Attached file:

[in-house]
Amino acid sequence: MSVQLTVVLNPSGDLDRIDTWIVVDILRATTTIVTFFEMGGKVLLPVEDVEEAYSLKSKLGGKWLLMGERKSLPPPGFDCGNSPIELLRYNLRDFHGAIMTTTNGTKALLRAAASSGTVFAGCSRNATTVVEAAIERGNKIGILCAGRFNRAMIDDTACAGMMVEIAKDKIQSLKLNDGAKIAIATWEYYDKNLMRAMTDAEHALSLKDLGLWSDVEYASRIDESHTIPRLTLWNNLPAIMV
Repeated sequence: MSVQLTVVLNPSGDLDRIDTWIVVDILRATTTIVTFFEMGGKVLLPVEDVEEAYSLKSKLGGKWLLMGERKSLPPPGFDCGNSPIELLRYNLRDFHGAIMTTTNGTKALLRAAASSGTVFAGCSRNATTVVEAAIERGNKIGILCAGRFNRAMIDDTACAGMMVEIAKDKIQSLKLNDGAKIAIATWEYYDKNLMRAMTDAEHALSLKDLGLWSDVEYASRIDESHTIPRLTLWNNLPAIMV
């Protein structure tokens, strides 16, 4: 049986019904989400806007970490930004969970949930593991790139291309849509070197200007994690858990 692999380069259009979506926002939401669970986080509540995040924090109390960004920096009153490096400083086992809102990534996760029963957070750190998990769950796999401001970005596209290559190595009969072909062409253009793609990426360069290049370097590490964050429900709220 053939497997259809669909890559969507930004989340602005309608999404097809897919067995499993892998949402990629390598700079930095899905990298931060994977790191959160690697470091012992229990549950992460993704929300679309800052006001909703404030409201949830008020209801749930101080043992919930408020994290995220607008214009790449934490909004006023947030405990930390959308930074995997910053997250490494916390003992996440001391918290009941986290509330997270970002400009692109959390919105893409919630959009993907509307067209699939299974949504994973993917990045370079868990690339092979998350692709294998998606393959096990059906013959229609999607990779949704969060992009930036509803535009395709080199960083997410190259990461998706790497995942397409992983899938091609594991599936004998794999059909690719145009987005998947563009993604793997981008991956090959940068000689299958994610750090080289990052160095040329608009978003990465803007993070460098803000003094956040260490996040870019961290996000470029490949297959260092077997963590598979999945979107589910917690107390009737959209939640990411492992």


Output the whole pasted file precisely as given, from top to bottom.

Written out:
[in-house]
Amino acid sequence: MSVQLTVVLNPSGDLDRIDTWIVVDILRATTTIVTFFEMGGKVLLPVEDVEEAYSLKSKLGGKWLLMGERKSLPPPGFDCGNSPIELLRYNLRDFHGAIMTTTNGTKALLRAAASSGTVFAGCSRNATTVVEAAIERGNKIGILCAGRFNRAMIDDTACAGMMVEIAKDKIQSLKLNDGAKIAIATWEYYDKNLMRAMTDAEHALSLKDLGLWSDVEYASRIDESHTIPRLTLWNNLPAIMV
Repeated sequence: MSVQLTVVLNPSGDLDRIDTWIVVDILRATTTIVTFFEMGGKVLLPVEDVEEAYSLKSKLGGKWLLMGERKSLPPPGFDCGNSPIELLRYNLRDFHGAIMTTTNGTKALLRAAASSGTVFAGCSRNATTVVEAAIERGNKIGILCAGRFNRAMIDDTACAGMMVEIAKDKIQSLKLNDGAKIAIATWEYYDKNLMRAMTDAEHALSLKDLGLWSDVEYASRIDESHTIPRLTLWNNLPAIMV
């Protein structure tokens, strides 16, 4: 049986019904989400806007970490930004969970949930593991790139291309849509070197200007994690858990 692999380069259009979506926002939401669970986080509540995040924090109390960004920096009153490096400083086992809102990534996760029963957070750190998990769950796999401001970005596209290559190595009969072909062409253009793609990426360069290049370097590490964050429900709220 053939497997259809669909890559969507930004989340602005309608999404097809897919067995499993892998949402990629390598700079930095899905990298931060994977790191959160690697470091012992229990549950992460993704929300679309800052006001909703404030409201949830008020209801749930101080043992919930408020994290995220607008214009790449934490909004006023947030405990930390959308930074995997910053997250490494916390003992996440001391918290009941986290509330997270970002400009692109959390919105893409919630959009993907509307067209699939299974949504994973993917990045370079868990690339092979998350692709294998998606393959096990059906013959229609999607990779949704969060992009930036509803535009395709080199960083997410190259990461998706790497995942397409992983899938091609594991599936004998794999059909690719145009987005998947563009993604793997981008991956090959940068000689299958994610750090080289990052160095040329608009978003990465803007993070460098803000003094956040260490996040870019961290996000470029490949297959260092077997963590598979999945979107589910917690107390009737959209939640990411492992």